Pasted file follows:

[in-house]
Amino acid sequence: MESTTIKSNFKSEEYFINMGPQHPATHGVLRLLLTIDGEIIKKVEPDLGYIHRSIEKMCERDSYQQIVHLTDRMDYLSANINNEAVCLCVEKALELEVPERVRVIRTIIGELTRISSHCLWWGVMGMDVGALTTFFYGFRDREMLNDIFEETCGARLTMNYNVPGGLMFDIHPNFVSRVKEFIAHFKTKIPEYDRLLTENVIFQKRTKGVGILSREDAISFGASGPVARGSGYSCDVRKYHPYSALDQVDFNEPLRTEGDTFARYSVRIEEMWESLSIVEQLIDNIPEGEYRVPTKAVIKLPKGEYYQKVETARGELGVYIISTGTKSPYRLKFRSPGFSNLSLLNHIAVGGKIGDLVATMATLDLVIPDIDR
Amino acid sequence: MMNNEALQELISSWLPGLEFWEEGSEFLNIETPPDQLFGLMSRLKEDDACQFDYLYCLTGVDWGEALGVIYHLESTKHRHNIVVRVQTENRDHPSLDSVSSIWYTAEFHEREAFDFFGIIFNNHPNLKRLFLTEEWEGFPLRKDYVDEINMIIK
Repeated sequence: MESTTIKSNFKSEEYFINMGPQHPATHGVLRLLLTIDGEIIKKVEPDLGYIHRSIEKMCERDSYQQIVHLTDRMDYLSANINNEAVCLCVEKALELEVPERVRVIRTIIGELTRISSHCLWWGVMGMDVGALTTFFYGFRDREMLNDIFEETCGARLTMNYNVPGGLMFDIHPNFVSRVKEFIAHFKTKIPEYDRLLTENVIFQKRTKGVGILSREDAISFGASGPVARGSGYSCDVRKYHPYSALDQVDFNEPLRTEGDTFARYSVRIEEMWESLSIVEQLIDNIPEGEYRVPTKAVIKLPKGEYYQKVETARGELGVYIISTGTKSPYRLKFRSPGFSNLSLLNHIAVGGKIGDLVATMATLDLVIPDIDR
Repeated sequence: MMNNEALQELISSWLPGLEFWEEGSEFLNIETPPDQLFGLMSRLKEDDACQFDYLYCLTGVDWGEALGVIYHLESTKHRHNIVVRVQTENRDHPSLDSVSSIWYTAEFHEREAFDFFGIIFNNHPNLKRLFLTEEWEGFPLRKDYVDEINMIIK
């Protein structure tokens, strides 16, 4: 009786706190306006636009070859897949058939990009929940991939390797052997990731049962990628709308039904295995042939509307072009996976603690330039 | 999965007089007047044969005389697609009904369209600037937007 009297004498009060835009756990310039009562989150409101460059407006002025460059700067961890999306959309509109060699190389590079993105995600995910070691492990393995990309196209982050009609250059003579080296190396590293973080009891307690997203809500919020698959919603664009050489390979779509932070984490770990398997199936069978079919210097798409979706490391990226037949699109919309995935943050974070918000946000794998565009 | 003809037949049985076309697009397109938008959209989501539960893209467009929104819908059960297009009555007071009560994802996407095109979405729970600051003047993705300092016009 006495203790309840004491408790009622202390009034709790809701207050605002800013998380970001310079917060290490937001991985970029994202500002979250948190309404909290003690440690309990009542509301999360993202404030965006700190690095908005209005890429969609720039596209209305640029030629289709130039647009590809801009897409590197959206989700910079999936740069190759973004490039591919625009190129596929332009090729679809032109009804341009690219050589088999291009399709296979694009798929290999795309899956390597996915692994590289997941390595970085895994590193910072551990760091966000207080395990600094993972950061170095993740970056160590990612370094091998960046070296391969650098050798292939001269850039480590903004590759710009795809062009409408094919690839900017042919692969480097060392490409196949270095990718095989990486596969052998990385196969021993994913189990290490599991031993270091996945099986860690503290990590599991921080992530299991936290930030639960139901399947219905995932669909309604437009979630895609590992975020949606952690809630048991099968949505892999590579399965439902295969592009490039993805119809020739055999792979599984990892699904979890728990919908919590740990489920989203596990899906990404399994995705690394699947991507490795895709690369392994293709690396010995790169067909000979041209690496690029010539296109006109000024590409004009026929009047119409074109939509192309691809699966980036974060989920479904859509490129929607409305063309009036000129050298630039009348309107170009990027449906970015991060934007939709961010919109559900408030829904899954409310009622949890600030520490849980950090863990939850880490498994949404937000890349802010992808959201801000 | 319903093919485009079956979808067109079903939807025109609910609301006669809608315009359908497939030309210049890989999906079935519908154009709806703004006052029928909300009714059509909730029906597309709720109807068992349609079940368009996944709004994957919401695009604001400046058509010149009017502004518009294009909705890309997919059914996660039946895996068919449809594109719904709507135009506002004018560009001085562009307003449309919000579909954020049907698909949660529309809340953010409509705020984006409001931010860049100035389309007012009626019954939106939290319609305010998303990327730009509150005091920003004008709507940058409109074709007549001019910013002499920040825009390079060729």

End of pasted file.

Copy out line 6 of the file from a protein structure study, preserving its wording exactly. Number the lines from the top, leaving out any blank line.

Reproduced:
């Protein structure tokens, strides 16, 4: 009786706190306006636009070859897949058939990009929940991939390797052997990731049962990628709308039904295995042939509307072009996976603690330039 | 999965007089007047044969005389697609009904369209600037937007 009297004498009060835009756990310039009562989150409101460059407006002025460059700067961890999306959309509109060699190389590079993105995600995910070691492990393995990309196209982050009609250059003579080296190396590293973080009891307690997203809500919020698959919603664009050489390979779509932070984490770990398997199936069978079919210097798409979706490391990226037949699109919309995935943050974070918000946000794998565009 | 003809037949049985076309697009397109938008959209989501539960893209467009929104819908059960297009009555007071009560994802996407095109979405729970600051003047993705300092016009 006495203790309840004491408790009622202390009034709790809701207050605002800013998380970001310079917060290490937001991985970029994202500002979250948190309404909290003690440690309990009542509301999360993202404030965006700190690095908005209005890429969609720039596209209305640029030629289709130039647009590809801009897409590197959206989700910079999936740069190759973004490039591919625009190129596929332009090729679809032109009804341009690219050589088999291009399709296979694009798929290999795309899956390597996915692994590289997941390595970085895994590193910072551990760091966000207080395990600094993972950061170095993740970056160590990612370094091998960046070296391969650098050798292939001269850039480590903004590759710009795809062009409408094919690839900017042919692969480097060392490409196949270095990718095989990486596969052998990385196969021993994913189990290490599991031993270091996945099986860690503290990590599991921080992530299991936290930030639960139901399947219905995932669909309604437009979630895609590992975020949606952690809630048991099968949505892999590579399965439902295969592009490039993805119809020739055999792979599984990892699904979890728990919908919590740990489920989203596990899906990404399994995705690394699947991507490795895709690369392994293709690396010995790169067909000979041209690496690029010539296109006109000024590409004009026929009047119409074109939509192309691809699966980036974060989920479904859509490129929607409305063309009036000129050298630039009348309107170009990027449906970015991060934007939709961010919109559900408030829904899954409310009622949890600030520490849980950090863990939850880490498994949404937000890349802010992808959201801000 | 319903093919485009079956979808067109079903939807025109609910609301006669809608315009359908497939030309210049890989999906079935519908154009709806703004006052029928909300009714059509909730029906597309709720109807068992349609079940368009996944709004994957919401695009604001400046058509010149009017502004518009294009909705890309997919059914996660039946895996068919449809594109719904709507135009506002004018560009001085562009307003449309919000579909954020049907698909949660529309809340953010409509705020984006409001931010860049100035389309007012009626019954939106939290319609305010998303990327730009509150005091920003004008709507940058409109074709007549001019910013002499920040825009390079060729």